Source: Kerry Hall and Ames Alexander, Charlotte Observer, February 11, 2008
Bob Whitmore is doing what few career government employees dare — publicly criticizing his own agency.
Whitmore, an expert in record-keeping requirements for the U.S. Occupational Safety and Health Administration, said OSHA is allowing employers to vastly underreport the number of injuries and illnesses their workers suffer.
The true rate for some industries — including poultry processors — is likely two to three times higher than government numbers suggest, he said.
Source: Ethics Resource Center, 2008
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From press release:
With employees at all levels of government witnessing a high incidence of ethical misconduct – and with many local and state entities, particularly, failing to establish strong ethics programs – the public sector is at considerable risk of seeing major ethics scandals unfold, the Ethics Resource Center’s National Government Ethics Survey (NGES) shows.
“The next Enron could occur within government,” said ERC President Patricia Harned, Ph.D. “Almost one quarter of public sector employees identify their work environments as conducive to misconduct – places where there is strong pressure to compromise standards, where situations invite wrongdoing and/or employees’ personal values conflict with the values espoused at work. Government – especially at the state and local levels – simply is not doing enough to address the problem.”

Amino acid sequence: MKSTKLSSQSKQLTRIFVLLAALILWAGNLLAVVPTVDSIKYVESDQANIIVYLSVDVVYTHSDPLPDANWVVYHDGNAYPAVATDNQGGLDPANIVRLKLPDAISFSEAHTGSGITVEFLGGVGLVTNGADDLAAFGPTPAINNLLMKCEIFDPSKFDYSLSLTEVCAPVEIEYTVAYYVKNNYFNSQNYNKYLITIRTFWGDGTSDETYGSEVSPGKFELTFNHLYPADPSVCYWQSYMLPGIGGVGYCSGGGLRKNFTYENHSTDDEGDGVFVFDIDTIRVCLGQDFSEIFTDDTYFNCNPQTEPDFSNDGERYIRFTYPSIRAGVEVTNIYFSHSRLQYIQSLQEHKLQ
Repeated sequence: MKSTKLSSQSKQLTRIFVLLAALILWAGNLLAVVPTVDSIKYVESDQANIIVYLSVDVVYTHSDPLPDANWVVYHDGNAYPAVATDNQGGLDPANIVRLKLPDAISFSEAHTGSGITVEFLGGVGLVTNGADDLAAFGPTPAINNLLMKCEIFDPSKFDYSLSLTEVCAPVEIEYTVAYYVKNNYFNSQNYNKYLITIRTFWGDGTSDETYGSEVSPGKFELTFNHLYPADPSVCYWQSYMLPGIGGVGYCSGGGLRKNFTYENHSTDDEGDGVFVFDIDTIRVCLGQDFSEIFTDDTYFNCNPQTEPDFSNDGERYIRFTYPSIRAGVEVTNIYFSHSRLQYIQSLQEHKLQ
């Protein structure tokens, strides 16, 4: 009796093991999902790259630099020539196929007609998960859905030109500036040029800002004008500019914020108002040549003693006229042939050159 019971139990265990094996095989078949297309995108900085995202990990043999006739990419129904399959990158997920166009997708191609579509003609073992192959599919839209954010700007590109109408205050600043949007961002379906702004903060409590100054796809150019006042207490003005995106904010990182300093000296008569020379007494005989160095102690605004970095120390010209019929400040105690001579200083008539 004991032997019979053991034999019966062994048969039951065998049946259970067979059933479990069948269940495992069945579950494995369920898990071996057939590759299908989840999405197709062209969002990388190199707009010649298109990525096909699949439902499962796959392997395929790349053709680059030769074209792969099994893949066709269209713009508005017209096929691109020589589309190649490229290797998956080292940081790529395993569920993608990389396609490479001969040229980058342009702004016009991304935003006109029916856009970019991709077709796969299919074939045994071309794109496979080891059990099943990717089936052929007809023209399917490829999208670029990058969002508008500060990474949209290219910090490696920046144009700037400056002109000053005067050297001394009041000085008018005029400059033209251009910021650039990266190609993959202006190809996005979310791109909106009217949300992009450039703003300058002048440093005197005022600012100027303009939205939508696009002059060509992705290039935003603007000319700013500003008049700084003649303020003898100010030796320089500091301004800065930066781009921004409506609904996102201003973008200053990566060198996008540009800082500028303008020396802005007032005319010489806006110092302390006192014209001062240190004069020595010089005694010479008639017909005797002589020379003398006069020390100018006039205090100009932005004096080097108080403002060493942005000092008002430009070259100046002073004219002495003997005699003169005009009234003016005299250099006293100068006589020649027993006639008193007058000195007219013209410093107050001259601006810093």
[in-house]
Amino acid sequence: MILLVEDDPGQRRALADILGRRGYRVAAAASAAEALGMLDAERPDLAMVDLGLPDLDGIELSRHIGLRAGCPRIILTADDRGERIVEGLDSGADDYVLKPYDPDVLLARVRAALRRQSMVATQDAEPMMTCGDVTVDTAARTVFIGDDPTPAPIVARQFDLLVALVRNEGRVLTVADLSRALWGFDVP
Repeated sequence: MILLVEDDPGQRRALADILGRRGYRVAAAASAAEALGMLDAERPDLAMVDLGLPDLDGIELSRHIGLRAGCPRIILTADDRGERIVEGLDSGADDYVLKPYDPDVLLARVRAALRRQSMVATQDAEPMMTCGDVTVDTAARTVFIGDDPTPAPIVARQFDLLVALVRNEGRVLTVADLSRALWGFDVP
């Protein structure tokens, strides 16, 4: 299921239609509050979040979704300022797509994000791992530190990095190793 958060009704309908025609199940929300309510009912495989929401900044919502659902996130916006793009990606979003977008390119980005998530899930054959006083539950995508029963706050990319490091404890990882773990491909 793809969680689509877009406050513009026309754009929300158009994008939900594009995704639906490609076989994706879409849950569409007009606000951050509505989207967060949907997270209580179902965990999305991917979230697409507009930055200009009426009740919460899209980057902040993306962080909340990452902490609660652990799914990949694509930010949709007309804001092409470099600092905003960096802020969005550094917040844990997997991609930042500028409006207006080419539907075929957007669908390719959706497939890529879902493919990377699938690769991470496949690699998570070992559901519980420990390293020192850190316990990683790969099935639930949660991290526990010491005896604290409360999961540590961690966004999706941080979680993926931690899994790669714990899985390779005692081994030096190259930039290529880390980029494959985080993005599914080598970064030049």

The federal government fared slightly better when workers at all three levels were questioned about incidents of misconduct, their reporting of those actions and the existence and quality of programs to enforce ethical standards.
Source: Salon.com and the Center for Investigative Reporting
Every year, hundreds of federal workers sound the alarm about corruption, fraud or dangers to public safety that are caused or overlooked — or even covered up — by U.S. government agencies. These whistle-blowers are supposed to be guaranteed protection by law from retaliation for speaking out in the public’s interest.
But a six-month investigation by the Center for Investigative Reporting, in collaboration with Salon, has found that federal whistle-blowers almost never receive legal protection after they take action. Instead, they often face agency managers and White House appointees intent upon silencing them rather than addressing the problems they raise. They are left fighting for their jobs in a special administrative court system, little known to the American public, that is mired in bureaucracy and vulnerable to partisan politics. The CIR/Salon investigation reveals that the whistle-blower system — first created by Congress decades ago and proclaimed as a cornerstone of government transparency and accountability — has in reality enabled the punishment of employees who speak out. It has had a chilling effect, dissuading others from coming forward. The investigation examined nearly 3,600 whistle-blower cases since 1994, and included dozens of interviews and a review of confidential court documents. Whistle-blowers lose their cases, the investigation shows, nearly 97 percent of the time. Most limp away from the experience with their careers, reputations and finances in tatters.
Source: Daniel Schulman, Mother Jones, Vol. 32 no. 3, May/June 2007
A series of court rulings, legal changes, and new security and secrecy policies have made it easier than at any time since the Nixon era to punish whistleblowers; the climate has deteriorated in recent years with the Bush administration’s emphasis plugging leaks and locking down government information.